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Joseph M. Huston
Local ID #: HUSTON
King, Moses. Philadelphia and Notable Philadelphians. New York: Blanchard Press, Isaac H. Blanchard Co., 1901., p. 87

Born: 2/23/1866, Died: 1940

Controversial Pennsylvania State Capitol architect Joseph M. Huston was born in Philadelphia, the son of Robert Huston. He graduated from Princeton University in 1892; and following a period with Frank Furness, Huston launched his own firm in 1894, experiencing moderate early success, chiefly in the design of residences. From this early period also dates the Witherspoon Building for the Presbyterian Board of Publication (Walnut and Juniper streets, Philadelphia, 1895). Then, in 1901, Huston entered and won the Pennsylvania State Capitol competition, which had already sparked some controversy among the members of the T-Square Club, who called for his resignation, and the Philadelphia Chapter of the AIA, which had forbidden its members to participate. Unfortunately for Huston, this was only the beginning of the scandal which surrounded both the competition and its product, his design. Huston eventually was charged with conspiracy to defraud the State of Pennsylvania by accepting bribes for the work on the Capitol and by charging the State more than was proper for the contracts required to complete the structure. Convicted on 29 April 1910, and after an unsuccessful attempt to mount a new trial, Huston was forced to pay a fine of $500 and costs, and he entered Eastern Penitentiary on 1 June 1911 "for not less than six months and not more than two years" (Evening Bulletin 1 June 1911). He served six months and 20 days in prison but was paroled on 20 December 1911 and returned to an architectural practice which was significantly affected by his legal difficulties.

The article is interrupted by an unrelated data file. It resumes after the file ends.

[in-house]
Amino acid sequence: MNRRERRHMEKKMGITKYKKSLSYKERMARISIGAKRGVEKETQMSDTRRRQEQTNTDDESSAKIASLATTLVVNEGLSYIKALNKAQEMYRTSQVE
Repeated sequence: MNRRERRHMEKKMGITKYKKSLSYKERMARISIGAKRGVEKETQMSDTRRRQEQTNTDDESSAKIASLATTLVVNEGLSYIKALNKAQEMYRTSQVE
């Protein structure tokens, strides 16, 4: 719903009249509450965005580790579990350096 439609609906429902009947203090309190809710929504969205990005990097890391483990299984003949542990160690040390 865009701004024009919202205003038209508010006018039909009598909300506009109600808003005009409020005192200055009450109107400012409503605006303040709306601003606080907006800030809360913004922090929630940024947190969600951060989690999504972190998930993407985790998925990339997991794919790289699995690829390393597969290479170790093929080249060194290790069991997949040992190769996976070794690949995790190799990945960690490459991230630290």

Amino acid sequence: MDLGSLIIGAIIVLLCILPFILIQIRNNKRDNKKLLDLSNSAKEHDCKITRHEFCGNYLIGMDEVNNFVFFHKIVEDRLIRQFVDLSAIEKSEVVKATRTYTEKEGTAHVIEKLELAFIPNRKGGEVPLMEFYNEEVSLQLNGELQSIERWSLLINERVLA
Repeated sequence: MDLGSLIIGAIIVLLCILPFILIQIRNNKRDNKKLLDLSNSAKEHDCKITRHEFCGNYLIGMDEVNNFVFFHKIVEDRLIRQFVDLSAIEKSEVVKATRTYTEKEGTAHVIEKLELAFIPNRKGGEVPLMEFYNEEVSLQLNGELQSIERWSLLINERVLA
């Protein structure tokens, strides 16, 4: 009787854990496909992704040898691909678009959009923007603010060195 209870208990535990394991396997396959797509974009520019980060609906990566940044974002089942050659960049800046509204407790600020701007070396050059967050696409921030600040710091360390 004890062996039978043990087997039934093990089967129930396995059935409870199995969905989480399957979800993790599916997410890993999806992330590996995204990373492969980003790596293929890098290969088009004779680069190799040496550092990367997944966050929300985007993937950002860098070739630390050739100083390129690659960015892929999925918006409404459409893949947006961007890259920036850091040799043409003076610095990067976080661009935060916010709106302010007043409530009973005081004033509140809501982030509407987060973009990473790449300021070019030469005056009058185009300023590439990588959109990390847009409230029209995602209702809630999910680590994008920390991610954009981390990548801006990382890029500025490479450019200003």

In 1920 Stanford Lewis, his longtime silent partner and the manager of his firm, became an active partner in Huston & Lewis; and a few projects can be identified for the period from 1920 to 1929. When Lewis moved to Lansdowne, PA, in 1930, this firm appears to have dissolved; and Huston retired.

Written by Sandra L. Tatman.

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